Statistical analysis

The following analyses were performed separately for each cohort and each test. First, scores greater than three standard deviations (SDs) from the mean were considered outliers and excluded (the proportions of outliers and other missing scores are shown in S6 Table). Where required, a logarithmic or other transformation was applied to reduce a distribution’s absolute value of skewness from >1 to <1 before identifying outliers. Next, linear mixed models with random effects terms for intercept and age (but not age2) were applied to the original, untransformed data (with outliers removed) to produce estimates of the mean and SD for common values of age (75 y), education (9 y), and sex (50% female). These estimates were used to transform the raw test scores to standardized Z-scores by subtracting the estimated means from the raw scores and then dividing this difference by the estimated SD. These Z-scores were then used in analyses examining longitudinal associations with age, sex, education, and APOE*4 carrier status. Across the contributing studies, standardized scores for the different tests (or different versions or administration protocols for the same test) used to represent a domain were regarded as equivalent in that they provided a comparable metric to compare effect sizes for relationships across studies and between different types of tests.

The type of analysis employed was dependent upon whether the distribution of test scores was approximately symmetric (|skewness| <1) or more highly skewed (|skewness| >1). If approximately symmetric, linear mixed modelling was used, with fixed effects for age, age2, sex, education, and interactions of both sex and education with age, and with random effects for the intercept and age (but not age2). Age was centered at 75 y (approximately the mean age across all cohorts and waves) to reduce multicollinearity between age and age2. For more highly skewed distributions, we used generalized linear mixed effect modelling with the gamma distribution, featuring the same fixed and random effects as above. Note that because age was centered at 75 y, estimates of the fixed effects of age obtained from the above models (that include an age2 term in the equations) represent model estimates of longitudinal associations with age at 75 y. Associations with APOE*4 carrier status were also investigated by repeating the above analyses, with this variable, as well as its interaction with age, included in the model. The dominant genetic model was used, and there was no race-based stratification in comparisons of ε4 carriers and non-carriers.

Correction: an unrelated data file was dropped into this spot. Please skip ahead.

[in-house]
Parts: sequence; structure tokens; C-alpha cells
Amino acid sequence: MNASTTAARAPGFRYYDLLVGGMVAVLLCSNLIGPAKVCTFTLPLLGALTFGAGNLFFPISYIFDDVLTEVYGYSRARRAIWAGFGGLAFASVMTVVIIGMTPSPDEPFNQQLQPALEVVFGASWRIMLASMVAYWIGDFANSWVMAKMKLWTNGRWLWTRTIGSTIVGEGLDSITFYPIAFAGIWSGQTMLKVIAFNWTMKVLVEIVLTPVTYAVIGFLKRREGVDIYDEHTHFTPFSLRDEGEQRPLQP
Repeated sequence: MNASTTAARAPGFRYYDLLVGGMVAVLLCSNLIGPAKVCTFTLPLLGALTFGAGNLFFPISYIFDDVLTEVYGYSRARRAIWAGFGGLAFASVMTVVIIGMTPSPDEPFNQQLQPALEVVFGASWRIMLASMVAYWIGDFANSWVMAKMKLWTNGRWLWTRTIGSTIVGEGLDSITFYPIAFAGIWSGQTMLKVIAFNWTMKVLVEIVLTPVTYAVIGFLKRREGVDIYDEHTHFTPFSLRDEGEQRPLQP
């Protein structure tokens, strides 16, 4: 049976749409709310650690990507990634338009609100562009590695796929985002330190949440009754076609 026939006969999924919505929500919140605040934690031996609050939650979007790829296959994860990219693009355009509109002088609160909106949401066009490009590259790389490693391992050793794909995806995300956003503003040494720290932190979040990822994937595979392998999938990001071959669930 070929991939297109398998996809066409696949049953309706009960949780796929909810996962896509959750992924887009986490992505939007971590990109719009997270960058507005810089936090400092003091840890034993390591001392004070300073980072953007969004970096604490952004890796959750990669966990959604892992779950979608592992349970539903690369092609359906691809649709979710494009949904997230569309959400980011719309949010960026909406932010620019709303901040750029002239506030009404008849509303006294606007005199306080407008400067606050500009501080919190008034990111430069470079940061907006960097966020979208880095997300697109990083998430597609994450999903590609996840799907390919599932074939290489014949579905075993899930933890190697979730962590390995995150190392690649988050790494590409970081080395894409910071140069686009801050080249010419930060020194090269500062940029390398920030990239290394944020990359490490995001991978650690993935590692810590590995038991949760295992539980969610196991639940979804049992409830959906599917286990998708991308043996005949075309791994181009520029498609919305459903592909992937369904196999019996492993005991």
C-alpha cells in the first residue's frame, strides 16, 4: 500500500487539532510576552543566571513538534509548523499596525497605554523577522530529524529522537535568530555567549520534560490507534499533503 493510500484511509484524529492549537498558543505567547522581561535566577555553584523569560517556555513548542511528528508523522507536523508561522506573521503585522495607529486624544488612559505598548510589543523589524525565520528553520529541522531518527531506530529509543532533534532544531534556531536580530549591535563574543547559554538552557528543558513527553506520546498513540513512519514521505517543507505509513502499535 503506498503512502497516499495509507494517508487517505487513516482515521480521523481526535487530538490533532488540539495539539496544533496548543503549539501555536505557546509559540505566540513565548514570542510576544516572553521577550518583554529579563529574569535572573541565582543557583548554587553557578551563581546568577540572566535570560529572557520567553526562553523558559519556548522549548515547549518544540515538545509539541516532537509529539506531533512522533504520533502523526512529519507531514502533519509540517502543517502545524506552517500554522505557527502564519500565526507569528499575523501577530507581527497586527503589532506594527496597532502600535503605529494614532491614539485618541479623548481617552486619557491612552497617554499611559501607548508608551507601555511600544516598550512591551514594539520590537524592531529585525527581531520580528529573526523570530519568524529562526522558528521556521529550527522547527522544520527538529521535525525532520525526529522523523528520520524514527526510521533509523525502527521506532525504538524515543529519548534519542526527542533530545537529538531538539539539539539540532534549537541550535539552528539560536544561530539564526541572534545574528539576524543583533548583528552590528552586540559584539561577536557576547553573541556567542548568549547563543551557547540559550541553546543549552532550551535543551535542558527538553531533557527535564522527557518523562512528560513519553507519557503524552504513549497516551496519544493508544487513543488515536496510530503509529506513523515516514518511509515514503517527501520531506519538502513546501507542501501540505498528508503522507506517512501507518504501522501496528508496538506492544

Estimates of effect sizes pooled across samples were obtained by meta-analysis (using random effects models) and presented in forest plots. Heterogeneity of effect sizes among samples was evaluated with the I2 statistic, which is the percentage of the total variation that is due to variation between studies, rather than sampling error or chance. We report I2 values derived from fixed effects models that give more appropriate indications of variation across studies. We took values of I2 as corresponding to levels of heterogeneity that were low if less than 40%, moderate if 40%–60%, and substantial or considerable if greater than 60% (as per the Cochrane Collaboration [38]).